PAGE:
Our history means Ireland has specific things to say about relationships between race, class, disability, gender and sex, writes Professor Anna Hickey-Moody, Department of Arts and Humanities

What is this 'intersectionality' I keep hearing about, you ask? It names the effects of relationships between race, class, gender, sexuality and disability. Ireland has specific things to say about relationships between race, class, disability, gender and sex. We would be well served to think about these now, as media discourses around migration in Ireland demonise increasing diversity.

An intersectional perspective suggests that Ireland has always been diverse, but the select stories we have told have silenced much of this diversity.
Did you know that the bodies that were exhumed from Newgrange have been identified through DNA as coming from Anatolia: the country now known as Türkiye? Histories of non-white, differently abled, traveller, queer people and women in Ireland are still just beginning to be told. The Irish perspective has more reason to oppose race and racism than anyone looking at the current protests about immigration might imagine.

Most people schooled in Ireland know that the Spanish Armada's impact on Ireland was an indirect consequence of the failed Spanish invasion of England in 1588. The Armada's defeat had unintended consequences for Ireland. Spanish ships were scattered and wrecked along the west coast. Survivors were largely Catholic, and they interacted with the predominantly Catholic Irish.

This interaction contributed to the strengthening of Catholicism in Ireland during a time when it was under pressure from Protestant rule. Spanish survivors of the Armada sought the support of Irish chieftains in their struggle against English rule. This is an early story of Ireland welcoming non white migrants and working together with them. Surely we can do this again.

There are also histories of disability in Ireland not well known. Thinking more carefully about them might ensure the darker parts of our history do not repeat. While the primary focus of the Magdalene laundries was on women and girls, the treatment of infants with disabilities born to women in these institutions was harsh and neglectful. Babies born with disabilities in these institutions received minimal medical care or attention. Due to poor living conditions and lack of proper medical care, the mortality rates among infants, including those with disabilities, were higher in the Magdalene laundries than in the general population.

Disabled babies did not survive infancy. The few that did survive were institutionalized in specialized facilities or hospitals, but the quality of care in these institutions could vary widely. A significant challenge in understanding the fate of babies with disabilities born in Magdalene laundries is the lack of records and transparency surrounding the operations of these institutions. Most records were lost, destroyed, or deliberately concealed, making it difficult for survivors and researchers to trace the fates of these infants.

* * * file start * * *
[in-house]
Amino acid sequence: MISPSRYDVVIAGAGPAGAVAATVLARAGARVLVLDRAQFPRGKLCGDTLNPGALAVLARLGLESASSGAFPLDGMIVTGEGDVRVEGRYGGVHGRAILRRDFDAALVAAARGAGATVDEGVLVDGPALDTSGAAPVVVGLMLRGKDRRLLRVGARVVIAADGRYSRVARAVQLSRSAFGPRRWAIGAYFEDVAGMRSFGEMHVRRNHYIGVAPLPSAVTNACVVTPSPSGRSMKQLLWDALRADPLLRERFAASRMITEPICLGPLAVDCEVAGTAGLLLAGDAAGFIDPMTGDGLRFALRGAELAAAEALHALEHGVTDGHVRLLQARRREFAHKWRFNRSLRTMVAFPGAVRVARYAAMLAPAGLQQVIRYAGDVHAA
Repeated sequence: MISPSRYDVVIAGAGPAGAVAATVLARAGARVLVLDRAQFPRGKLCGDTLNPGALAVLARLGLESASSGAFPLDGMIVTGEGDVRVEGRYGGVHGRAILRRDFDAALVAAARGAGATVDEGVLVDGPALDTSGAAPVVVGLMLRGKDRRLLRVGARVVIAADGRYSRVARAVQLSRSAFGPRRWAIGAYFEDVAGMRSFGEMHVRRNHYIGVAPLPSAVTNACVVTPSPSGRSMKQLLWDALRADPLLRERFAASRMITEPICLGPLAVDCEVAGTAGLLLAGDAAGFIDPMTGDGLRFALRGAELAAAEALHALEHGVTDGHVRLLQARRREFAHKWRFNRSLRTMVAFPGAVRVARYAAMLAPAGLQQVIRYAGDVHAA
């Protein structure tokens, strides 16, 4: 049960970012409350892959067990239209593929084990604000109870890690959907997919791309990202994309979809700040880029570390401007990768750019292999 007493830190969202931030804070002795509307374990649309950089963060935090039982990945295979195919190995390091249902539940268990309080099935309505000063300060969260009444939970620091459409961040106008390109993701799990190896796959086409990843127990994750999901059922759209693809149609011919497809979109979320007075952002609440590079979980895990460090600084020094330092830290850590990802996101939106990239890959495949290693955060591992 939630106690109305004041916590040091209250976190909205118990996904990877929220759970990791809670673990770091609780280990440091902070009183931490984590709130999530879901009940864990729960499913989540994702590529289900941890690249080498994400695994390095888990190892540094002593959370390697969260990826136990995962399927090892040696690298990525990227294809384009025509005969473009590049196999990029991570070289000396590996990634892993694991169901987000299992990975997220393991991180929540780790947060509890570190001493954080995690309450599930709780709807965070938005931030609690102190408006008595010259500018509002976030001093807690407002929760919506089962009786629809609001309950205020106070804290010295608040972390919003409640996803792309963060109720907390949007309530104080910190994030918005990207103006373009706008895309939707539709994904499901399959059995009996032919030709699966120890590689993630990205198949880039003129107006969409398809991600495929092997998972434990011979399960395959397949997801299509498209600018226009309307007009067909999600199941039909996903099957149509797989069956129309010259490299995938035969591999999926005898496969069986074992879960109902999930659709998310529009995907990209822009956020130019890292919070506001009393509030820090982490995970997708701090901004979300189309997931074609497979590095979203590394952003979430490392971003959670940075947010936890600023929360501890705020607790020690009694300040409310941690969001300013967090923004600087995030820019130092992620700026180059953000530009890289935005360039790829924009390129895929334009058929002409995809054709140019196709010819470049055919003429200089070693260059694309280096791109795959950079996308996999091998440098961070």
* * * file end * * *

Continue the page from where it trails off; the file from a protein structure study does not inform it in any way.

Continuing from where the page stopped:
It's important to note that the treatment of infants with disabilities in Magdalene laundries was part of a broader pattern of neglect, exploitation, and mistreatment of vulnerable individuals within these institutions. We must remain mindful not to create new versions of such punishing spaces, like, for example, the inhumane spaces of direct provision.

The thing that suggests to me that Ireland has the capacity to care about complex human experiences and, in simple terms, to do better in accommodating them, is its history of negotiating the 'dirty' whiteness of Irish ethnicity, as constructed through Colonial rule, and generations of oppression caused by colonisation. These stories are well documented. The derogatory term "dirty Irish" has been historically used as a negative stereotype by English speakers to demean or denigrate the Irish people. This stereotype is rooted in a complex history of relations between Ireland and England, characterized by colonialism, discrimination and social hierarchies.

From the late 12th century on, the Irish have been portrayed as inferior to the English, and this perception was used to justify English rule and domination. Ireland's experience of enforced poverty and economic hardship, alongside the English portrayal of the Irish as lazy or unclean, despite the systemic inequalities and discrimination they faced, means that we know what it’s like to be treated badly, to me maligned, and made 'lesser then’.

The negative stereotypes about the 'dirty Irish' have shown us it's crucial to treat people from all backgrounds with respect and fairness

So given this, how can we as a nation treat others as ‘lesser than’, in good faith? We know Irish people have a rich cultural heritage, and this is constructed with migrants from across the globe, but it has allowed the voices of the most marginal and vulnerable to be silenced at times. The negative stereotypes about the dirty Irish have no basis in reality, but they have shown us it's crucial to treat people from all backgrounds with respect and fairness, recognizing that stereotypes perpetuate harmful biases and prejudices.

The Irish language, literature and cultural industries have been - and continue to be - shaped by these intersectional lines. Developing a better understanding of the intersectional nature of this will facilitate a more voluptuous national imaginary of intersectional Irish presents.

​This piece originally appeared on RTÉ Brainstorm